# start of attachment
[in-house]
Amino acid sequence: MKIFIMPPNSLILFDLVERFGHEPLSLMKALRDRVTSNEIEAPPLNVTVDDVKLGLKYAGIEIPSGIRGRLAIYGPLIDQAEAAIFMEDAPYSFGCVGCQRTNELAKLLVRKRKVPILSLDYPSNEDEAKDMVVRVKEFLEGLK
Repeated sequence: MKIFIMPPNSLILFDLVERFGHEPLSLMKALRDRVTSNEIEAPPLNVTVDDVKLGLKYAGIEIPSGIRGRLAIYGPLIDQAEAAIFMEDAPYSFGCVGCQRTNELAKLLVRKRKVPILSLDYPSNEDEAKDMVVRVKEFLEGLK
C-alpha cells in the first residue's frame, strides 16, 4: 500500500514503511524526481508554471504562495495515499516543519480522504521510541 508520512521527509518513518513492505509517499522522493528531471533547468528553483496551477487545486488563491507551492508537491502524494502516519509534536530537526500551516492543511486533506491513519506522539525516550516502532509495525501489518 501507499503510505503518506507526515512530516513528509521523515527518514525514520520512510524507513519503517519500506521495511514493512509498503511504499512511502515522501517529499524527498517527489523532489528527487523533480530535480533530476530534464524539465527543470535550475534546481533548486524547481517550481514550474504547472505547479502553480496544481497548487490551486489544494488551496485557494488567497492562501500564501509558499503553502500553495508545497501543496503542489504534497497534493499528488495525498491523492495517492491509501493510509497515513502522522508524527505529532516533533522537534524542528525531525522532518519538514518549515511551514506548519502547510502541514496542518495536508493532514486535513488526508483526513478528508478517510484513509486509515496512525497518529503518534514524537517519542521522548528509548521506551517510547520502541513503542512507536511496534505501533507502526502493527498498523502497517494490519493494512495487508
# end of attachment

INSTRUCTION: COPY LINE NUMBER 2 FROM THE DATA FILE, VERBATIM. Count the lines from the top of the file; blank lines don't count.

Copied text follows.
Amino acid sequence: MKIFIMPPNSLILFDLVERFGHEPLSLMKALRDRVTSNEIEAPPLNVTVDDVKLGLKYAGIEIPSGIRGRLAIYGPLIDQAEAAIFMEDAPYSFGCVGCQRTNELAKLLVRKRKVPILSLDYPSNEDEAKDMVVRVKEFLEGLK